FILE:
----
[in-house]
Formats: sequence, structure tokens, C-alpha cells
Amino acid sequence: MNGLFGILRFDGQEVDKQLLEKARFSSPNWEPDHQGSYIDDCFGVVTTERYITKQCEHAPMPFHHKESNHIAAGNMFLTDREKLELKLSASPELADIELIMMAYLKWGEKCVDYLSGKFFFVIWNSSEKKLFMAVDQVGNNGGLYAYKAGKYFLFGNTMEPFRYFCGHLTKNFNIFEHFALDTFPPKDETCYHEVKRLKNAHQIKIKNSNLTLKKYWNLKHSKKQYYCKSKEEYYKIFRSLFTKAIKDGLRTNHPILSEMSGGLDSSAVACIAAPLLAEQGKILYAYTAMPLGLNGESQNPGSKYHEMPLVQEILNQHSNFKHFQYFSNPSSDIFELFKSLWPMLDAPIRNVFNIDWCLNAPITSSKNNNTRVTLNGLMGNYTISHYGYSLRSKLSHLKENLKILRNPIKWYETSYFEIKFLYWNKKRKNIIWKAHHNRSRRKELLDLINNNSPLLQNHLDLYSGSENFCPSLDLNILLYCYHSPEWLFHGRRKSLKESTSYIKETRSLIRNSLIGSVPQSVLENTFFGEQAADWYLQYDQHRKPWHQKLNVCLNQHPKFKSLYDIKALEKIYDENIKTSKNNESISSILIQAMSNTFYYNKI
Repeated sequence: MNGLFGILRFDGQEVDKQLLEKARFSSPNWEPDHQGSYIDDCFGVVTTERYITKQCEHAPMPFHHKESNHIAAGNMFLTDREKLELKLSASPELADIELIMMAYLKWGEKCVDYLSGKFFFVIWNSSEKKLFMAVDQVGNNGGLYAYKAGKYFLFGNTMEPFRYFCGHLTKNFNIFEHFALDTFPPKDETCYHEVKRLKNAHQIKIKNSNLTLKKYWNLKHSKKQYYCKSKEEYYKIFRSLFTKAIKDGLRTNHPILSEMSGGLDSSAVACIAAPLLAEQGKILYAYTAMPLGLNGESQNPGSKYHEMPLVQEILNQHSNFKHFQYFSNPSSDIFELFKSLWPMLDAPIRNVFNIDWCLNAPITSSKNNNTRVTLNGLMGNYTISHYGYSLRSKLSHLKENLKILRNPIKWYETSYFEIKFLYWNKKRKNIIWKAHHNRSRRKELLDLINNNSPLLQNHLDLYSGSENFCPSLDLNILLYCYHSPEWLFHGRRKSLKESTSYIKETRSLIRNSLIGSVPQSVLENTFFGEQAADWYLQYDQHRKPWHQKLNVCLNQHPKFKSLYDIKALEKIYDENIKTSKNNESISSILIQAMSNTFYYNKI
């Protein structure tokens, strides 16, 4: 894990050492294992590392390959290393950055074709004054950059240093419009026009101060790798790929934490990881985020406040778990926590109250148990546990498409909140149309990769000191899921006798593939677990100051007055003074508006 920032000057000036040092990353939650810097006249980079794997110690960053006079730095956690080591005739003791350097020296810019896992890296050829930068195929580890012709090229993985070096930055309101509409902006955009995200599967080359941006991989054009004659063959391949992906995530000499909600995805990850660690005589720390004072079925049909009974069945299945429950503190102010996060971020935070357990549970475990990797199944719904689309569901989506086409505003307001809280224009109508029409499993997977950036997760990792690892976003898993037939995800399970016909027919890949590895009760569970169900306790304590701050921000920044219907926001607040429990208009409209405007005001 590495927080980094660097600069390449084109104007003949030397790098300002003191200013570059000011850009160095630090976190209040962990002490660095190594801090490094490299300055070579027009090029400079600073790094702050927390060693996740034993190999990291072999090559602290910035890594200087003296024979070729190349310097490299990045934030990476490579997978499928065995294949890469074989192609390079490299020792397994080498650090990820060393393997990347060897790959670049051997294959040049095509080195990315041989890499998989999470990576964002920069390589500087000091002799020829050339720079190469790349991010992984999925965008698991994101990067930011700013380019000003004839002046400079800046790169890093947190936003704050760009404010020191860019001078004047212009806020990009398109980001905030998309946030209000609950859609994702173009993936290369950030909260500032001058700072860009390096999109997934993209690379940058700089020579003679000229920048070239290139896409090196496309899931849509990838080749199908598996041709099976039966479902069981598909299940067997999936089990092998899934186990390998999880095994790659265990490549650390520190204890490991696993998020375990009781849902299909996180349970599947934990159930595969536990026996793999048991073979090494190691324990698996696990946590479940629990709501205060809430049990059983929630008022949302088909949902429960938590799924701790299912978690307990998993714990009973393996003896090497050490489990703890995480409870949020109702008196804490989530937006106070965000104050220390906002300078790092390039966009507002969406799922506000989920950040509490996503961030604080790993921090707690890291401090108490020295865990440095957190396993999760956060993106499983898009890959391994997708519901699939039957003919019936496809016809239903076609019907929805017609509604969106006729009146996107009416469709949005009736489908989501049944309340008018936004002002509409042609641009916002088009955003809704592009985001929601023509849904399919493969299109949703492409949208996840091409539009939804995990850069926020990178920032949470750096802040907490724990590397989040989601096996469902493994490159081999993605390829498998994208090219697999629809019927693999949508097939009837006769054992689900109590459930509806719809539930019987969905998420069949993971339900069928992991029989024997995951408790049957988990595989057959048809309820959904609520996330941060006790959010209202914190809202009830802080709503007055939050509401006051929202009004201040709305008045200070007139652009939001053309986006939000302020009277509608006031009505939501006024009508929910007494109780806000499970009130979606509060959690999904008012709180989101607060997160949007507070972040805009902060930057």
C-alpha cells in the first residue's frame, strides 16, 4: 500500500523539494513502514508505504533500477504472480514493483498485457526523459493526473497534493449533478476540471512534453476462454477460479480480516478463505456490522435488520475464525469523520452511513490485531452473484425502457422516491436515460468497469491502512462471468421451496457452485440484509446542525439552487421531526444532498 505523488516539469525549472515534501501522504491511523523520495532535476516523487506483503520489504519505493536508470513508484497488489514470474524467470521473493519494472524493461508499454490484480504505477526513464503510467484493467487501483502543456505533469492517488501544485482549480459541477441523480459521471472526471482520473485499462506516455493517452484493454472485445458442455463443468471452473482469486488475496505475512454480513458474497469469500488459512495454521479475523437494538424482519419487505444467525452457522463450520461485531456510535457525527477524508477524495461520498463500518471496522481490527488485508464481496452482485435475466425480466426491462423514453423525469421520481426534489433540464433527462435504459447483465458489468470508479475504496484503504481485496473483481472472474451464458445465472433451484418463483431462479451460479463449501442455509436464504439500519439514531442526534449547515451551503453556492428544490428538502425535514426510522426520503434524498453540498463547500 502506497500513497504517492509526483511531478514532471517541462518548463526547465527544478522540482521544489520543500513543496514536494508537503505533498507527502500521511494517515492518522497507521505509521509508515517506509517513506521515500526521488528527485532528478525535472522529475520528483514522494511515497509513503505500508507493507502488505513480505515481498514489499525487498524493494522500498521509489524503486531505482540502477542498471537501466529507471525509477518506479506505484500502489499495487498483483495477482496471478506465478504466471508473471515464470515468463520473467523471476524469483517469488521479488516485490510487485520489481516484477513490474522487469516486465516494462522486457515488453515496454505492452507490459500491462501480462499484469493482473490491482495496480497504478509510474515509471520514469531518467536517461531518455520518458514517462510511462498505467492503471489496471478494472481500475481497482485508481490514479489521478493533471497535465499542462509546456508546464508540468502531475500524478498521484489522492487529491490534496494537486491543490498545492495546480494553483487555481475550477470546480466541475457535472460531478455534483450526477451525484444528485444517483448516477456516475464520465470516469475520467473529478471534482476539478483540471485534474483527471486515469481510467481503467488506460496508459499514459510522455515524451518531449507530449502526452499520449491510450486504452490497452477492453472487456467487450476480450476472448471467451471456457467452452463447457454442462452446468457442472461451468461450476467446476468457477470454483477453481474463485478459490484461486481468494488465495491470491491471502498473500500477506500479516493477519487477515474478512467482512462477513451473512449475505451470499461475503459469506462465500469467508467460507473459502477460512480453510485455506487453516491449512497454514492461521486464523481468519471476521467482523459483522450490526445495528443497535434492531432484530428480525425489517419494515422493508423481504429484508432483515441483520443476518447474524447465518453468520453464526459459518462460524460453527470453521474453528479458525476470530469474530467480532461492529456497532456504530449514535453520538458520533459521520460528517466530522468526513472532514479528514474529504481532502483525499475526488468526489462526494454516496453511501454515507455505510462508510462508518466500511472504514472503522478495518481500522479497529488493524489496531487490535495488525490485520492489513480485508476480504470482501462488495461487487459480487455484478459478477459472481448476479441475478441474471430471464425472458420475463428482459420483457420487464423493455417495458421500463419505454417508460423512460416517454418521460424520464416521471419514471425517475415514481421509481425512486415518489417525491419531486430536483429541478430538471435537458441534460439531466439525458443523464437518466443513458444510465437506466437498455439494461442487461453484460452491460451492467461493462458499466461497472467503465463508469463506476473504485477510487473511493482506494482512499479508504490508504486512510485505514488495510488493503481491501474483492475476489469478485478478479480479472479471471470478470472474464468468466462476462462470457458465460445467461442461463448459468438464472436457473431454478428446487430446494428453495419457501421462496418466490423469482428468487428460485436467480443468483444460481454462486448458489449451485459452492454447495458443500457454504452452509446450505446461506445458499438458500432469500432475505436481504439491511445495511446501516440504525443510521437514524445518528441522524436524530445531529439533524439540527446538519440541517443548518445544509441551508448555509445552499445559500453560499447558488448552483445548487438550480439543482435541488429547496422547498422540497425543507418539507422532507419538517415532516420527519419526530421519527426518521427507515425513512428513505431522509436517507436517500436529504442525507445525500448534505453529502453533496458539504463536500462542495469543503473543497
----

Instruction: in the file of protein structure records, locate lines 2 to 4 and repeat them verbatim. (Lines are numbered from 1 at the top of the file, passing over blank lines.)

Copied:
Formats: sequence, structure tokens, C-alpha cells
Amino acid sequence: MNGLFGILRFDGQEVDKQLLEKARFSSPNWEPDHQGSYIDDCFGVVTTERYITKQCEHAPMPFHHKESNHIAAGNMFLTDREKLELKLSASPELADIELIMMAYLKWGEKCVDYLSGKFFFVIWNSSEKKLFMAVDQVGNNGGLYAYKAGKYFLFGNTMEPFRYFCGHLTKNFNIFEHFALDTFPPKDETCYHEVKRLKNAHQIKIKNSNLTLKKYWNLKHSKKQYYCKSKEEYYKIFRSLFTKAIKDGLRTNHPILSEMSGGLDSSAVACIAAPLLAEQGKILYAYTAMPLGLNGESQNPGSKYHEMPLVQEILNQHSNFKHFQYFSNPSSDIFELFKSLWPMLDAPIRNVFNIDWCLNAPITSSKNNNTRVTLNGLMGNYTISHYGYSLRSKLSHLKENLKILRNPIKWYETSYFEIKFLYWNKKRKNIIWKAHHNRSRRKELLDLINNNSPLLQNHLDLYSGSENFCPSLDLNILLYCYHSPEWLFHGRRKSLKESTSYIKETRSLIRNSLIGSVPQSVLENTFFGEQAADWYLQYDQHRKPWHQKLNVCLNQHPKFKSLYDIKALEKIYDENIKTSKNNESISSILIQAMSNTFYYNKI
Repeated sequence: MNGLFGILRFDGQEVDKQLLEKARFSSPNWEPDHQGSYIDDCFGVVTTERYITKQCEHAPMPFHHKESNHIAAGNMFLTDREKLELKLSASPELADIELIMMAYLKWGEKCVDYLSGKFFFVIWNSSEKKLFMAVDQVGNNGGLYAYKAGKYFLFGNTMEPFRYFCGHLTKNFNIFEHFALDTFPPKDETCYHEVKRLKNAHQIKIKNSNLTLKKYWNLKHSKKQYYCKSKEEYYKIFRSLFTKAIKDGLRTNHPILSEMSGGLDSSAVACIAAPLLAEQGKILYAYTAMPLGLNGESQNPGSKYHEMPLVQEILNQHSNFKHFQYFSNPSSDIFELFKSLWPMLDAPIRNVFNIDWCLNAPITSSKNNNTRVTLNGLMGNYTISHYGYSLRSKLSHLKENLKILRNPIKWYETSYFEIKFLYWNKKRKNIIWKAHHNRSRRKELLDLINNNSPLLQNHLDLYSGSENFCPSLDLNILLYCYHSPEWLFHGRRKSLKESTSYIKETRSLIRNSLIGSVPQSVLENTFFGEQAADWYLQYDQHRKPWHQKLNVCLNQHPKFKSLYDIKALEKIYDENIKTSKNNESISSILIQAMSNTFYYNKI